But one of the issues for the United States court of appeals is, is this any of our business? Do we even have the authority to stop the hand count, or is that a state matter? So you also have this sort of interesting legal thorn in terms of can the federal court tell the state court what to do in their elections?

KAGAN: Plenty to be written in many legal journals, I think, for months and many years to come.

Greta Van Susteren, Mark Potter, thank you very much -- Stephen.

STEPHEN FRAZIER, CNN ANCHOR: We've asked senior Washington correspondent Charles Bierbauer to take a look at the overall meaning of all of these events. They've been coming fast and furious and so, rather than staying at one particular courthouse, Charles has been looking at larger picture here, and we're awful grateful for that kind of oversight.

Charles, first of all, when you go to the Florida Supreme Court, is there any kind of leaning on the part of the judges that may give us some sense of how they're going to rule?

CHARLES BIERBAUER, CNN SENIOR WASHINGTON CORRESPONDENT: Well, if you look at it on paper and read their biographies, you note that they've all, with one exception, been appointed by Democratic governors. And the exception was the concurrence of Governor-elect Bush, Jeb Bush with the outgoing Governor Chiles, in selecting the last.

But just because they're all Democrats doesn't mean that they have a political leaning. Almost any judge or justice will tell you that he tries to leave the politics at the courtroom door. This is a court -- the Florida Supreme Court -- that is known for its knowledge, its experience and it's eminent fairness for the most part, that would suggest that you should not look at their political affiliations, and that's an important consideration.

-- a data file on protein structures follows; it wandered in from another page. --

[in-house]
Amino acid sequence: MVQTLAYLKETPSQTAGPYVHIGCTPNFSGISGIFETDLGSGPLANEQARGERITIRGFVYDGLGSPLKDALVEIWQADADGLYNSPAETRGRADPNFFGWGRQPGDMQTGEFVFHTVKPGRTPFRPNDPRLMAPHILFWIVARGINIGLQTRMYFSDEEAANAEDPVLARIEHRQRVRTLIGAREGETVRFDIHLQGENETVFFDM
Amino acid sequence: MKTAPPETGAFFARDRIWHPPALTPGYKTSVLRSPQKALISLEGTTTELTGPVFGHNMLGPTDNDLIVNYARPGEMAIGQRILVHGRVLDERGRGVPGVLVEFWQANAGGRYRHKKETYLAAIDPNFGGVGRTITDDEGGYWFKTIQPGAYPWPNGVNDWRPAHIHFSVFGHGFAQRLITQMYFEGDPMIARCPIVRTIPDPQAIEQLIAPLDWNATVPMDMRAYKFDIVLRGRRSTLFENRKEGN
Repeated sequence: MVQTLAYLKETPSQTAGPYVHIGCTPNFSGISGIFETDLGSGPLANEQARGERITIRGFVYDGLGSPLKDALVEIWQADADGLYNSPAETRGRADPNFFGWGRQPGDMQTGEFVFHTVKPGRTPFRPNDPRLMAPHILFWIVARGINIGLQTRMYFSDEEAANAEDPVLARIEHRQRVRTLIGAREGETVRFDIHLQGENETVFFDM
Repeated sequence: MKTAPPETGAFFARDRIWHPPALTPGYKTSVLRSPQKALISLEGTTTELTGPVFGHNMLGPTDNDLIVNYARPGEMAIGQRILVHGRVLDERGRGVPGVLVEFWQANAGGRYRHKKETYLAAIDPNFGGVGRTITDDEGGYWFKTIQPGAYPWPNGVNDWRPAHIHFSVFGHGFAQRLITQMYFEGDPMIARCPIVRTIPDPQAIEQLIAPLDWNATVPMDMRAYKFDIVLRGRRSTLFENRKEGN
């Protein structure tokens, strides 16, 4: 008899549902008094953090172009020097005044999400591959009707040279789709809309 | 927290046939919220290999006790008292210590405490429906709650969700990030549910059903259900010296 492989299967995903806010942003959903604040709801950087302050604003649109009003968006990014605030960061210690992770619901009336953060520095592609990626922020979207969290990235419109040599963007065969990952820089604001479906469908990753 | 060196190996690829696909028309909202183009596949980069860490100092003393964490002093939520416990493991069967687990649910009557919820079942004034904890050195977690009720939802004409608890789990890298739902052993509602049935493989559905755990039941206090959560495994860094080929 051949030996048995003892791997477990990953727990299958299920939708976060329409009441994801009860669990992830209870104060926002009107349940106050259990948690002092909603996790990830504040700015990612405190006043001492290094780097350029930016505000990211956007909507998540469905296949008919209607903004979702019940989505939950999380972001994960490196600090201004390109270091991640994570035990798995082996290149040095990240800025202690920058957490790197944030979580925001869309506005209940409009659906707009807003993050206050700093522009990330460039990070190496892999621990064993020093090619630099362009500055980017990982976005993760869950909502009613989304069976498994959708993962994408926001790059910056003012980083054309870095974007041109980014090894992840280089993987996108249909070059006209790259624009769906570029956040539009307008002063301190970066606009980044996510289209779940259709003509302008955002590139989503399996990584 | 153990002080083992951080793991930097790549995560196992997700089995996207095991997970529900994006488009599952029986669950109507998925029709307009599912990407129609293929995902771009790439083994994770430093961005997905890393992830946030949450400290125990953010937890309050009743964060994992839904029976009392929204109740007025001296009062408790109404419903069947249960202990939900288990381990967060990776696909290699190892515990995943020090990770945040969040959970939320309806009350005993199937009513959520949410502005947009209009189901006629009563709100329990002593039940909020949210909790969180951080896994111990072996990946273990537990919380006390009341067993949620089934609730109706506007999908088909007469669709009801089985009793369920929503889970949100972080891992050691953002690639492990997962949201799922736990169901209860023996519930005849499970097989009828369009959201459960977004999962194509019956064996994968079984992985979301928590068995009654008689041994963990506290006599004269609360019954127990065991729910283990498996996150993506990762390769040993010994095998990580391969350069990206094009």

It's also important to note that, though the Florida Supreme Court has now ruled twice with regard to the hand counting process and allowing it to go forward, it has not yet ruled with regard to the Florida secretary of state's need, necessity or compulsion or compliance with accepting those late recounts. And the step that has taken place today in the circuit court, in Judge Lewis' court today was to say that, while he, in the first place, had given Ms. Harris discretion to decide whether to accept these ballots, all he said was that she could not be arbitrary.

And his ruling today very much comes down on the side of saying, she has exercised her discretion, she was not arbitrary, she's used reasoned judgment -- as we've heard James Baker point out -- and that he sees nothing further for him to do.

So this has narrowed the options in a very important step here starting to limit the possibilities -- Stephen?

FRAZIER: You also heard, though, just a minute ago, Mark Potter there with Greta Van Susteren, Charles, talking about of what almost sounds like a civil rights case here: Voters claiming that they were deprived of their vote, their civil right to cast a vote because of the confusion they felt over the design of the ballot there.